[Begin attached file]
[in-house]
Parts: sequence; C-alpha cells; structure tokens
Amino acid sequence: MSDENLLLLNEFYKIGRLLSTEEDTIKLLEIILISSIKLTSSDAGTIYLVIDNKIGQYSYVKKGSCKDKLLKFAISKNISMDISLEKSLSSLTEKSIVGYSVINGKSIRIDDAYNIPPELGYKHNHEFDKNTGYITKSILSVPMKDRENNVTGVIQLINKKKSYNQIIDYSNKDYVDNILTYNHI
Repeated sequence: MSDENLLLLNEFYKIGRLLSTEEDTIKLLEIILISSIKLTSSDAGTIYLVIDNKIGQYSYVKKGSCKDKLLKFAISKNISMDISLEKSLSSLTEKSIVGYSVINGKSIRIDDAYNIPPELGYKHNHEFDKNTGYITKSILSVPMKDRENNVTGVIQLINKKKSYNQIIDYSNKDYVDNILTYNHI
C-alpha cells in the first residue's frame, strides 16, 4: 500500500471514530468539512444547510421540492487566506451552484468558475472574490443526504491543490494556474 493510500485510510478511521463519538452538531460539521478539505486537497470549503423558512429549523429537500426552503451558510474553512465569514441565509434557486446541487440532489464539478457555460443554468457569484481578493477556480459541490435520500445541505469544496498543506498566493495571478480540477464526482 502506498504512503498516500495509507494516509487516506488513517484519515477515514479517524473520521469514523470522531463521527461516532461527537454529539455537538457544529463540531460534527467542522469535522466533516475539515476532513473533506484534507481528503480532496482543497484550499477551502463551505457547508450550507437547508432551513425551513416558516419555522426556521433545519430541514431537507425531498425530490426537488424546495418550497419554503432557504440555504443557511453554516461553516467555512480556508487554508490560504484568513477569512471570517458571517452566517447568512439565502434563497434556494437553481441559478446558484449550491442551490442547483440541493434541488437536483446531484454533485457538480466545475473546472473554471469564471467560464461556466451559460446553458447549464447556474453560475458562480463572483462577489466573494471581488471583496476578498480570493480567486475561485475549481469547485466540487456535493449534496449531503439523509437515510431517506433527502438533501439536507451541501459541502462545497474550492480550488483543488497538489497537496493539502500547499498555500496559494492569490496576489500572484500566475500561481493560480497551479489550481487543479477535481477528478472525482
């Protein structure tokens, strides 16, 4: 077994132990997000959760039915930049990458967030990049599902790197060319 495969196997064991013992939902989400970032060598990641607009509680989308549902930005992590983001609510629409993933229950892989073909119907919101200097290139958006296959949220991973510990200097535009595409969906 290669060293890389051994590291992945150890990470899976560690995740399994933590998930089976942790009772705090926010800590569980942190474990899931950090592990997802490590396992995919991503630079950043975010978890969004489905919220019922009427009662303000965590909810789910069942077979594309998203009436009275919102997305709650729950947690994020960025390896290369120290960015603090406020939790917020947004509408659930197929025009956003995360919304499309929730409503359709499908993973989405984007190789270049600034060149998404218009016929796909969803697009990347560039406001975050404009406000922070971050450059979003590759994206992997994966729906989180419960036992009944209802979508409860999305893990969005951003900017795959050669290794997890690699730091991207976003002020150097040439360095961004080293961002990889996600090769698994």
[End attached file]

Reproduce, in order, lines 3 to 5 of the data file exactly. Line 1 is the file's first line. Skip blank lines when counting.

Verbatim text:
Amino acid sequence: MSDENLLLLNEFYKIGRLLSTEEDTIKLLEIILISSIKLTSSDAGTIYLVIDNKIGQYSYVKKGSCKDKLLKFAISKNISMDISLEKSLSSLTEKSIVGYSVINGKSIRIDDAYNIPPELGYKHNHEFDKNTGYITKSILSVPMKDRENNVTGVIQLINKKKSYNQIIDYSNKDYVDNILTYNHI
Repeated sequence: MSDENLLLLNEFYKIGRLLSTEEDTIKLLEIILISSIKLTSSDAGTIYLVIDNKIGQYSYVKKGSCKDKLLKFAISKNISMDISLEKSLSSLTEKSIVGYSVINGKSIRIDDAYNIPPELGYKHNHEFDKNTGYITKSILSVPMKDRENNVTGVIQLINKKKSYNQIIDYSNKDYVDNILTYNHI
C-alpha cells in the first residue's frame, strides 16, 4: 500500500471514530468539512444547510421540492487566506451552484468558475472574490443526504491543490494556474 493510500485510510478511521463519538452538531460539521478539505486537497470549503423558512429549523429537500426552503451558510474553512465569514441565509434557486446541487440532489464539478457555460443554468457569484481578493477556480459541490435520500445541505469544496498543506498566493495571478480540477464526482 502506498504512503498516500495509507494516509487516506488513517484519515477515514479517524473520521469514523470522531463521527461516532461527537454529539455537538457544529463540531460534527467542522469535522466533516475539515476532513473533506484534507481528503480532496482543497484550499477551502463551505457547508450550507437547508432551513425551513416558516419555522426556521433545519430541514431537507425531498425530490426537488424546495418550497419554503432557504440555504443557511453554516461553516467555512480556508487554508490560504484568513477569512471570517458571517452566517447568512439565502434563497434556494437553481441559478446558484449550491442551490442547483440541493434541488437536483446531484454533485457538480466545475473546472473554471469564471467560464461556466451559460446553458447549464447556474453560475458562480463572483462577489466573494471581488471583496476578498480570493480567486475561485475549481469547485466540487456535493449534496449531503439523509437515510431517506433527502438533501439536507451541501459541502462545497474550492480550488483543488497538489497537496493539502500547499498555500496559494492569490496576489500572484500566475500561481493560480497551479489550481487543479477535481477528478472525482